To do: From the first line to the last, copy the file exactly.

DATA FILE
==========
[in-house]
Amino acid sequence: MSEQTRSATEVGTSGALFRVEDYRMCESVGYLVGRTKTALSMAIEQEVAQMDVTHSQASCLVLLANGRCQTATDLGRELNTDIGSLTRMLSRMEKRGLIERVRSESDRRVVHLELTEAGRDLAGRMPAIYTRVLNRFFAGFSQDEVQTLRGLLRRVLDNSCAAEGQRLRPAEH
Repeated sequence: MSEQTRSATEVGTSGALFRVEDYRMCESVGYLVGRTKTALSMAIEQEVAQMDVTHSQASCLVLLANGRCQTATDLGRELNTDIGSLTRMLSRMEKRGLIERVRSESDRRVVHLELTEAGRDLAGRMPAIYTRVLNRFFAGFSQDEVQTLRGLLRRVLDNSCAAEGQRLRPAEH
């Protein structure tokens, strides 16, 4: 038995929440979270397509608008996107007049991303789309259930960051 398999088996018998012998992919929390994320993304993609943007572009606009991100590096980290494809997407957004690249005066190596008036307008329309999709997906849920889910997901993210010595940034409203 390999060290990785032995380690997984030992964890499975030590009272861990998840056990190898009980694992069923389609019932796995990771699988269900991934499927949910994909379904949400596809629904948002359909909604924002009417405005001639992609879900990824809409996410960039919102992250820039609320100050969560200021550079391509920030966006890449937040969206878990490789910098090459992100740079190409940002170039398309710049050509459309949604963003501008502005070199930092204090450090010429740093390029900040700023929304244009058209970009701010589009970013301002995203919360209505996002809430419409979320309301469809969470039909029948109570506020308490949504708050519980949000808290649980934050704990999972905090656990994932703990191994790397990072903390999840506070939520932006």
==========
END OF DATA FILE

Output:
[in-house]
Amino acid sequence: MSEQTRSATEVGTSGALFRVEDYRMCESVGYLVGRTKTALSMAIEQEVAQMDVTHSQASCLVLLANGRCQTATDLGRELNTDIGSLTRMLSRMEKRGLIERVRSESDRRVVHLELTEAGRDLAGRMPAIYTRVLNRFFAGFSQDEVQTLRGLLRRVLDNSCAAEGQRLRPAEH
Repeated sequence: MSEQTRSATEVGTSGALFRVEDYRMCESVGYLVGRTKTALSMAIEQEVAQMDVTHSQASCLVLLANGRCQTATDLGRELNTDIGSLTRMLSRMEKRGLIERVRSESDRRVVHLELTEAGRDLAGRMPAIYTRVLNRFFAGFSQDEVQTLRGLLRRVLDNSCAAEGQRLRPAEH
């Protein structure tokens, strides 16, 4: 038995929440979270397509608008996107007049991303789309259930960051 398999088996018998012998992919929390994320993304993609943007572009606009991100590096980290494809997407957004690249005066190596008036307008329309999709997906849920889910997901993210010595940034409203 390999060290990785032995380690997984030992964890499975030590009272861990998840056990190898009980694992069923389609019932796995990771699988269900991934499927949910994909379904949400596809629904948002359909909604924002009417405005001639992609879900990824809409996410960039919102992250820039609320100050969560200021550079391509920030966006890449937040969206878990490789910098090459992100740079190409940002170039398309710049050509459309949604963003501008502005070199930092204090450090010429740093390029900040700023929304244009058209970009701010589009970013301002995203919360209505996002809430419409979320309301469809969470039909029948109570506020308490949504708050519980949000808290649980934050704990999972905090656990994932703990191994790397990072903390999840506070939520932006």